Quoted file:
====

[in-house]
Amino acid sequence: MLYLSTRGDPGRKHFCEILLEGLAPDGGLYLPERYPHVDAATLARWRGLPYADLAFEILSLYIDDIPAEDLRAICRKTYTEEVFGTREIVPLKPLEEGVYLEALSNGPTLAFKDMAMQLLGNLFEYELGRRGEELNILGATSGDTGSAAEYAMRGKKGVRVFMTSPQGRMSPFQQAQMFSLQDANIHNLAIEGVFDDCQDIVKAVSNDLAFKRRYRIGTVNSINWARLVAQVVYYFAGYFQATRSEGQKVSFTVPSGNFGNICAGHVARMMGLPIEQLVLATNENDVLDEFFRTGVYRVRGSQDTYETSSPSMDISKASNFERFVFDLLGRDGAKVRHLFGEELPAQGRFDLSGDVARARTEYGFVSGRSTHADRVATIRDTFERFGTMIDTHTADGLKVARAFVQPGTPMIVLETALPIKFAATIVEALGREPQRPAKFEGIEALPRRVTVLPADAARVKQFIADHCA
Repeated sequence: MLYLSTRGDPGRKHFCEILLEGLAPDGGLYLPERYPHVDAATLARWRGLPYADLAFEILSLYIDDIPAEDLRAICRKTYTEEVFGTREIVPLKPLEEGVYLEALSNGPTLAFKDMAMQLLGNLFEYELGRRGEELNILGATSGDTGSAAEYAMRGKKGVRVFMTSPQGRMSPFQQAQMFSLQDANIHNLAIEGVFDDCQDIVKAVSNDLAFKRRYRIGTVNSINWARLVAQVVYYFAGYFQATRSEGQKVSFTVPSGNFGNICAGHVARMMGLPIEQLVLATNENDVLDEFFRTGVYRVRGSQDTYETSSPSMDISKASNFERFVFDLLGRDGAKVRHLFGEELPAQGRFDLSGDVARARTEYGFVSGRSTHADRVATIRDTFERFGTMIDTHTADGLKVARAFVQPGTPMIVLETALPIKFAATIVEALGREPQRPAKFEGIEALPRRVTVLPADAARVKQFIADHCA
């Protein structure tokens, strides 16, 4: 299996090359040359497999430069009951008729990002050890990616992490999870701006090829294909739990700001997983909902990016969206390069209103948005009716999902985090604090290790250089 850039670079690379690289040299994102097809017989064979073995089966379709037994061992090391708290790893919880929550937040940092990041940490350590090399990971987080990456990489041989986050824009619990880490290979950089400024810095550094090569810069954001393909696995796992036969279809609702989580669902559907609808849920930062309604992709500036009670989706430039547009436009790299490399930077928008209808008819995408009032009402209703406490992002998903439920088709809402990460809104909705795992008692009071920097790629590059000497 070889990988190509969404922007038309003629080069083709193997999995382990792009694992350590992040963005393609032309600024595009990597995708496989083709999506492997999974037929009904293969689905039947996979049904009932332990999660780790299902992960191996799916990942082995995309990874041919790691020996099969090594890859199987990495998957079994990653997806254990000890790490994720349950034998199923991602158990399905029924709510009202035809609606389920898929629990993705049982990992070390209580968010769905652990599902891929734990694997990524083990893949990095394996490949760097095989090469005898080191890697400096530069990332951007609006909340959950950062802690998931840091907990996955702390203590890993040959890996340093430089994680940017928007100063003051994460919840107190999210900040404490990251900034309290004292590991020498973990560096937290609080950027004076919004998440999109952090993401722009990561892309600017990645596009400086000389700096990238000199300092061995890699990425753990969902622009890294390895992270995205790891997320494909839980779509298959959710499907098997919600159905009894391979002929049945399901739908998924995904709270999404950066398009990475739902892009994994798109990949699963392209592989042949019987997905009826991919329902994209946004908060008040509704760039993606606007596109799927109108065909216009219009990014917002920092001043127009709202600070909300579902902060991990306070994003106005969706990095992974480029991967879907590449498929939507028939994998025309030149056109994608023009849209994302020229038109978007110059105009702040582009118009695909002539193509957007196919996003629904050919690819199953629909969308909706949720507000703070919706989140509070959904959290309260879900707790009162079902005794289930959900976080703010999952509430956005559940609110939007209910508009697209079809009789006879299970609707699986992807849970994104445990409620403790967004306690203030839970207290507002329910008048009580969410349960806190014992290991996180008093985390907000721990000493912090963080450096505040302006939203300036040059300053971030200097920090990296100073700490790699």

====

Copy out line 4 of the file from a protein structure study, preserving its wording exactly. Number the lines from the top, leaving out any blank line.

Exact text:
């Protein structure tokens, strides 16, 4: 299996090359040359497999430069009951008729990002050890990616992490999870701006090829294909739990700001997983909902990016969206390069209103948005009716999902985090604090290790250089 850039670079690379690289040299994102097809017989064979073995089966379709037994061992090391708290790893919880929550937040940092990041940490350590090399990971987080990456990489041989986050824009619990880490290979950089400024810095550094090569810069954001393909696995796992036969279809609702989580669902559907609808849920930062309604992709500036009670989706430039547009436009790299490399930077928008209808008819995408009032009402209703406490992002998903439920088709809402990460809104909705795992008692009071920097790629590059000497 070889990988190509969404922007038309003629080069083709193997999995382990792009694992350590992040963005393609032309600024595009990597995708496989083709999506492997999974037929009904293969689905039947996979049904009932332990999660780790299902992960191996799916990942082995995309990874041919790691020996099969090594890859199987990495998957079994990653997806254990000890790490994720349950034998199923991602158990399905029924709510009202035809609606389920898929629990993705049982990992070390209580968010769905652990599902891929734990694997990524083990893949990095394996490949760097095989090469005898080191890697400096530069990332951007609006909340959950950062802690998931840091907990996955702390203590890993040959890996340093430089994680940017928007100063003051994460919840107190999210900040404490990251900034309290004292590991020498973990560096937290609080950027004076919004998440999109952090993401722009990561892309600017990645596009400086000389700096990238000199300092061995890699990425753990969902622009890294390895992270995205790891997320494909839980779509298959959710499907098997919600159905009894391979002929049945399901739908998924995904709270999404950066398009990475739902892009994994798109990949699963392209592989042949019987997905009826991919329902994209946004908060008040509704760039993606606007596109799927109108065909216009219009990014917002920092001043127009709202600070909300579902902060991990306070994003106005969706990095992974480029991967879907590449498929939507028939994998025309030149056109994608023009849209994302020229038109978007110059105009702040582009118009695909002539193509957007196919996003629904050919690819199953629909969308909706949720507000703070919706989140509070959904959290309260879900707790009162079902005794289930959900976080703010999952509430956005559940609110939007209910508009697209079809009789006879299970609707699986992807849970994104445990409620403790967004306690203030839970207290507002329910008048009580969410349960806190014992290991996180008093985390907000721990000493912090963080450096505040302006939203300036040059300053971030200097920090990296100073700490790699």